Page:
Days 4, 5 & 6 24th -26th May Bellagio, Italy
“One can’t describe the beauty of the Italian Lakes, nor would one try if one could”. Henry James
Everything you read about the Italian Lakes is true and if, like us, you come in May there are few tourists to spoil the feeling of the ‘Grand Tour’ when generations of travellers would come here to sample a little slice of paradise. The landscape is compelling; the deep narrow glacial lakes are bound entirely by mountains and forests, in the distance the peaks are still snow-capped and little steamers chug the length & breadth transporting tourists from one delightful lakeside village to another.
Having spent one night just off the AutoRoute in France, one night in a pretty poor campsite in Lausanne we are now in our own little paradise: Camping Clarke. Le camping is run by a charming English woman, originally from Market Drayton (!), who married a local Italian 30 years ago. We are in olive groves set up above the little town, the temperature is between 25 & 29 degrees, the breeze is in the trees and the view stretches out in front of us: Bellagio & both lakes
either side of the peninsular. In the distance are the mountains and behind us is the forest road we came over. It is bliss. An added bonus is that there is no one here but us. Everywhere is a Mediterranean vision of palms, bougainvillea, geraniums, azaleas, figs, olives and so much more with every evening bringing the pervading smell of honeysuckle and jasmine (surely a new Jo Malone perfume?).
We spend our three days resting and strolling the narrow streets with their beautiful cream, peach and pale pink buildings, shuttered against the searing sun. We walk down the lake from Bellagio to the little harbours that service small fishing boats and pleasure craft. Vast villas with Italianate gardens running down to the shore remind us of bygone days. But, apparently, not so bygone as Bellagio claims to have more famous visitors than the average Italian town. They, together with the wealthy families that come out from Milan give Bellagio an air of restrained elegance.
Retrained elegance maybe but at le camping things are pretty much ‘back to normal’. Elizabeth, the owner, has a problem horse which, having sought our advice, Duncan offers to ride one evening to help with a
diagnosis. Co-pilot has immediate visions of being upgraded to Pilot as Duncan sets off on the strange horse. I’m delighted to report that promotion has not taken place, diagnosis did take place and Big Bess and I are still in safe hands
Belaggio offers much to the traveller who is prepared to walk out of the central square. One place worth a mention here in the blog is Villa Melzi. Although you cannot go inside this neo classical Villa, built by Melzi (a friend & political associate of Napoleon Bonaparte) you can visit the surrounding gardens which run, as so many do, down to Lake Como. Apparently one of the three ages of woman is ‘horticulture’ (the other two being hormones and horses!) and so as not to disappoint (for I certainly fall into the other two categories) I would like to recommend the Villa Melzi to all gardeners reading this blog. A visit to be taken in early May when the azaleas, rhododendrons and camellias must be spectacular. Sadly these abundant delights were just passing over as we took to the shade of the beautiful gardens. Also worth mentioning is the east side of the peninsular; quieter but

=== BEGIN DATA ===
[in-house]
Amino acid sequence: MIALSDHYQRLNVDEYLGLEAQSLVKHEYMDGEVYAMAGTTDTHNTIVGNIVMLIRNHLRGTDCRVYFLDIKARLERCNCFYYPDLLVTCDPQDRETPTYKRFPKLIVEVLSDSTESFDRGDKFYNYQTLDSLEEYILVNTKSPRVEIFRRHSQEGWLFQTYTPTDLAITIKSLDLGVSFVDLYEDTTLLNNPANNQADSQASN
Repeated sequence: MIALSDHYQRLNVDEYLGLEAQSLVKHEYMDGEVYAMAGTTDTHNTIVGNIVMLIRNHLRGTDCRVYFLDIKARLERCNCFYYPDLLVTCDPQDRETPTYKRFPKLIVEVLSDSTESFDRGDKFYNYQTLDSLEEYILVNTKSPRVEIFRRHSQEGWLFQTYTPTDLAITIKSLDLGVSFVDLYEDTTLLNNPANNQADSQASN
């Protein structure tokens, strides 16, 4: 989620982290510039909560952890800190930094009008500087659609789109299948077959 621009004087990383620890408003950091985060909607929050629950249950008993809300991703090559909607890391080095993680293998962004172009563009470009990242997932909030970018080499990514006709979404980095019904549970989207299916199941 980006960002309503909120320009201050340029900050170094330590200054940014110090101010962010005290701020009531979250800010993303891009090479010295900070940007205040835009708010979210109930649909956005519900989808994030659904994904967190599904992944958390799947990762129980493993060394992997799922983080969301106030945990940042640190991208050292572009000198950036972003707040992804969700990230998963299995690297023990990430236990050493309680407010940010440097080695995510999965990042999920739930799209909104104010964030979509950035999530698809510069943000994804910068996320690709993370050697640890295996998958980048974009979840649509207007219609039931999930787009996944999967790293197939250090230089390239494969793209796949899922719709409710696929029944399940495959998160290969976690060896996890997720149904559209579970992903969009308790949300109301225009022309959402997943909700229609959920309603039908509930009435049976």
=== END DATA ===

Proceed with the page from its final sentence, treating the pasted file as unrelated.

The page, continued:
no less elegant with a little fishing village and private villas spilling down to Lake Lecco.
A trip to the Lakes would not be complete without venturing onto the water. We took the ferry to Varenna, a small village, on the eastern side of Lake Como. Having had another extortionate coffee lakeside – for Italy is certainly expensive – we decide to set off uphill to the Castle which is perched cragside way above the village. The theory being that the view would be panoramic taking in both lakes, the peninsular and beyond. The steep and stony path wound its way up the mountain as the heat of the day increased. Yours truly, having her own climate (I refer you back to the 3 ages of woman), found her temperature rising dramatically but the situation was soon resolved as we passed an old stone communal washing place where the cold mountain water ran into the trough. Quick as a flash my wrists were in the water with the instant effect of cooling my whole circulatory system. Did my blood not reach my head, I wondered (refer back to crossword clues…possibly the answer to this question is ……..no?!), as my head
seared with heat. There was nothing for it but to plunge my hair into the cold clear water – no need for a hairdryer, within minutes my hair was dry although it did lack a certain amount of style! The view was worth the climb.
One thing we have noticed while here is the amount of cycling – there are lycra clad cyclists everywhere. I am pleased to confirm that our bikes have remained firmly tied to the lorry; apart from the obvious…. I forgot to pack my lycra!
Tomorrow we cross the lake (by ferry), drive through the mountains, pass into Switzerland, skirt round Lugano, back into Italy and head across to Lake Orta.
Tot: 3.054s; Tpl: 0.018s; cc: 10; qc: 50; dbt: 0.0277s; 3; m:saturn w:www (188.8.131.52); sld: 1;
; mem: 1.4mb